The Corinth Canal is an important navigational route which once allowed ships to enter the Aegean Sea. Dug through the isthmus at sea level, the canal is 6.4 kilometers long with a width of only 25 meters. Impossible for modern ships to go through, the canal has now lost any significant economic importance it once had.
The canal, though executed in the late 19th century, has been a 2000-year-old dream. Before its construction, ships in the Aegean Sea that wanted to cross to the Adriatic or anchor in Corinth, a rich shipping city, had to circle the Peloponnese, which would prolong their journey an extra 185 nautical miles.
It is believed that Periander, the tyrant of Corinth (602 BC), was the first to conceive of the idea of digging the Corinth Canal. As the project was too complicated given the limited technical capabilities of the times, Periander constructed the diolkós, a stone road which allowed ships to be transferred on wheeled platforms.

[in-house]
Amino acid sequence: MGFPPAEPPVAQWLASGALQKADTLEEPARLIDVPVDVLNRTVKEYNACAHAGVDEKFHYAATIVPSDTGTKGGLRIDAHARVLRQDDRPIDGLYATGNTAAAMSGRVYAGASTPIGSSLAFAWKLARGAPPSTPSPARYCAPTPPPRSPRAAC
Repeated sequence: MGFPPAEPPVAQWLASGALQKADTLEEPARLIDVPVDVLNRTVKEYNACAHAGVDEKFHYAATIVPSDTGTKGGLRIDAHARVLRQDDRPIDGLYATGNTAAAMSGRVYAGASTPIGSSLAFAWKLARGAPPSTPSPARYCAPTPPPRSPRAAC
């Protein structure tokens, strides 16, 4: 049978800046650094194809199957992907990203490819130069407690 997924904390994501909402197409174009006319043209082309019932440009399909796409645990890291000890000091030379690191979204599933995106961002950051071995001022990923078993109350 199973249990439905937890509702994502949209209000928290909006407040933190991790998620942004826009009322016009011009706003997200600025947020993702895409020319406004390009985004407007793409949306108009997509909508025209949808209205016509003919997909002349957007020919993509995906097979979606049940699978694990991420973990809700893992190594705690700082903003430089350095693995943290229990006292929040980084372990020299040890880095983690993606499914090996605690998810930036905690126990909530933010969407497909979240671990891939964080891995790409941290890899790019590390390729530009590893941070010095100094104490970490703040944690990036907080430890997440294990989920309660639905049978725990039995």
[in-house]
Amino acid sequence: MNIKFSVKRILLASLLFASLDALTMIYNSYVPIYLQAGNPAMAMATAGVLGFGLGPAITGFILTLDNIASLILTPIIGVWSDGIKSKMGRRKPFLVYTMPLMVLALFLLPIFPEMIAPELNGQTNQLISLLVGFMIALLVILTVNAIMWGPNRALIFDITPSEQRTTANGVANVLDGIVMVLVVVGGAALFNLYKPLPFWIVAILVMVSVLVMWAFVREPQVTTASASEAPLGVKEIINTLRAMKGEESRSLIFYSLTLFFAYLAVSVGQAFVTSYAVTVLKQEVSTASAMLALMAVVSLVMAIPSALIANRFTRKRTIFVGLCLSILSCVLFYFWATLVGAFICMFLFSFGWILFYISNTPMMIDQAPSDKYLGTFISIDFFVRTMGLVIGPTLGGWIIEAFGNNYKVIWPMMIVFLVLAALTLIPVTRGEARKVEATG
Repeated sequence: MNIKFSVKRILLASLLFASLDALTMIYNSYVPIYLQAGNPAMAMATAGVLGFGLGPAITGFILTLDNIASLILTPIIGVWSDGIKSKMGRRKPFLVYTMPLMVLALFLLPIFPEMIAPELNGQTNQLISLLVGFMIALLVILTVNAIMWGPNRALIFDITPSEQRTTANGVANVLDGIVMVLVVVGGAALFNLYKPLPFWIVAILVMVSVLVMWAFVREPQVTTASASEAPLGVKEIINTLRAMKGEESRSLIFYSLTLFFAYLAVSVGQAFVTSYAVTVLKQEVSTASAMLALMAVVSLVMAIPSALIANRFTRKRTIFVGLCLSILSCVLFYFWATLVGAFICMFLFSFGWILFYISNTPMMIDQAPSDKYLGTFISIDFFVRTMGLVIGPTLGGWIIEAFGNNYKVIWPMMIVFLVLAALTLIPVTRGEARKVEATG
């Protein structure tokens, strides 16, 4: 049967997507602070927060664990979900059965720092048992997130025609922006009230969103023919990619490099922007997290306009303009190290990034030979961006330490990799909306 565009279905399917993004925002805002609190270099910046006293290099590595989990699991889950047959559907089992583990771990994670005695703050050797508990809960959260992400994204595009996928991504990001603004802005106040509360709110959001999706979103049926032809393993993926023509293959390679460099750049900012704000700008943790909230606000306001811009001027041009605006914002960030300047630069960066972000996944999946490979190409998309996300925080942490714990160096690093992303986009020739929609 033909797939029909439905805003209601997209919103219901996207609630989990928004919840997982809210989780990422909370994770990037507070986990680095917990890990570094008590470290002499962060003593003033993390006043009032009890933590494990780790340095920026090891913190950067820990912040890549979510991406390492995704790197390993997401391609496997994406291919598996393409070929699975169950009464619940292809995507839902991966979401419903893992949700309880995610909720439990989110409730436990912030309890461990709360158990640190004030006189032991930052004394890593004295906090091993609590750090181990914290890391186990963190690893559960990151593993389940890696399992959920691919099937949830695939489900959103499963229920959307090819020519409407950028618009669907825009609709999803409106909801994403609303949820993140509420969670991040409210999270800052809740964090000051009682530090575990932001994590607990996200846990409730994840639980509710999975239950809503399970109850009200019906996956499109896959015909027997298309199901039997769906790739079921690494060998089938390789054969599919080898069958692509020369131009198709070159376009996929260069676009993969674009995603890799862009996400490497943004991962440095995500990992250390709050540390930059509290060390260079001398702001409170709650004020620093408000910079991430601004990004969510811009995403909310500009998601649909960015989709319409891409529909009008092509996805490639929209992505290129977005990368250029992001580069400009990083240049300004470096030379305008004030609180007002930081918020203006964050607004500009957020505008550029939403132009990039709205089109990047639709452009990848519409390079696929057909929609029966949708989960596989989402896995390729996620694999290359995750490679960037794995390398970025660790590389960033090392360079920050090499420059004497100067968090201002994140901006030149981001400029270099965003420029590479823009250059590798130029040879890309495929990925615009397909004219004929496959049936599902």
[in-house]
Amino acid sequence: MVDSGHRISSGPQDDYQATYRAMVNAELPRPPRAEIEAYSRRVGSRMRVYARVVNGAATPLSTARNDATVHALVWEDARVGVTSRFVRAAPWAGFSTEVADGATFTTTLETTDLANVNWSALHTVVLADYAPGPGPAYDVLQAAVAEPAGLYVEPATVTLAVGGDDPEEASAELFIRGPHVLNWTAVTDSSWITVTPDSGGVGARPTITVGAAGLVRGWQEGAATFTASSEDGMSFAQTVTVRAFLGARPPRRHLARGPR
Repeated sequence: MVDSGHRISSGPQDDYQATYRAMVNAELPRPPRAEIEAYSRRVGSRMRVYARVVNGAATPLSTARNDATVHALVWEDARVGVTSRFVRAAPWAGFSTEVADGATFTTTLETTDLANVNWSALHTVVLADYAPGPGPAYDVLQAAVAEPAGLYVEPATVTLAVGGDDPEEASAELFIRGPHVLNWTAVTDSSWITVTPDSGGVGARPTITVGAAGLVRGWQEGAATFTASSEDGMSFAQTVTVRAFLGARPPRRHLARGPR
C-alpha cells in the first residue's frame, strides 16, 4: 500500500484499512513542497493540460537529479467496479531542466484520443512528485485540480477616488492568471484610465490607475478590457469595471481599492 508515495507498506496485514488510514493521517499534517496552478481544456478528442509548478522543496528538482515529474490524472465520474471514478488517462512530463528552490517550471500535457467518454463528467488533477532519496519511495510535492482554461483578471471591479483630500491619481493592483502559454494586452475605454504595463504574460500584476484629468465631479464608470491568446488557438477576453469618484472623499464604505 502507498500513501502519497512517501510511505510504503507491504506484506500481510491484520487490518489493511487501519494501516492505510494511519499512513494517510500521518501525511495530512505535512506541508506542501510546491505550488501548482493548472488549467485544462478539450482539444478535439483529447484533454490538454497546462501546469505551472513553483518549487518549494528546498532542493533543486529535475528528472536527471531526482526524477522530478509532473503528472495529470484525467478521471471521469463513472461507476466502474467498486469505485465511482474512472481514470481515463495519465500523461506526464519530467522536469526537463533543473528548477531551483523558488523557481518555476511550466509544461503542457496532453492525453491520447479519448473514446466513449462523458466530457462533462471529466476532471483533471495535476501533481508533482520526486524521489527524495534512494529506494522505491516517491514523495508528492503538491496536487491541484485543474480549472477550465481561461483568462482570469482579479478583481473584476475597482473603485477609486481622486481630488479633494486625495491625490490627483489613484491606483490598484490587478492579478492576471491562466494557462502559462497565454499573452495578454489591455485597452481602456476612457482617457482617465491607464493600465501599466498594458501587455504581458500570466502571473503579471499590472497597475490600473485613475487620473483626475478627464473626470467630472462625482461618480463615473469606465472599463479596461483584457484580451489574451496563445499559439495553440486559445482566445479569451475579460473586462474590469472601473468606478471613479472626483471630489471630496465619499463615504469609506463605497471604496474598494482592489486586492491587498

Later on, Macedonian king Dimitrios Poliorkitis (c. 300 BC) tried to dig the canal, but his team of engineers warned him that if a connection between the seas were made, the Adriatic would flood the Aegean. This same belief also stopped dictator Julius Caesar and emperors Hadrian and Caligula. It was only in 67 AD that Emperor Nero attempted the construction of the canal with a group of 6,000 slaves. But he was murdered before the plans were finalized.
Much later, in the 1830s, Kapodistrias, the newly appointed governor of Greece after the fall of the Ottoman Empire, was the first to reconsider the idea of the canal. However, at an estimated cost of 40 million French francs, the project was too expensive for the newly established state. It was only in 1869 that the Parliament authorized the government to allow a private company, headed by Austrian General Etienne Tyrr, to build the Canal of Corinth. Work began in 1882, but the Austrian company’s budget was insufficient. So the project was paused, with it restarting in 1890 by a Greek company with a capital of five million francs. This time, the job was completed, and the canal was used for the first time on October 28, 1893.
Because the canal is quite narrow, it requires regular closures to allow for repairs. And while modern ships cannot use it, tourists can; several companies offer a cruise through the canal with a departure from Piraeus port. And for adventurers, the bridge connecting the peninsula to the mainland is ideal for bungee jumping.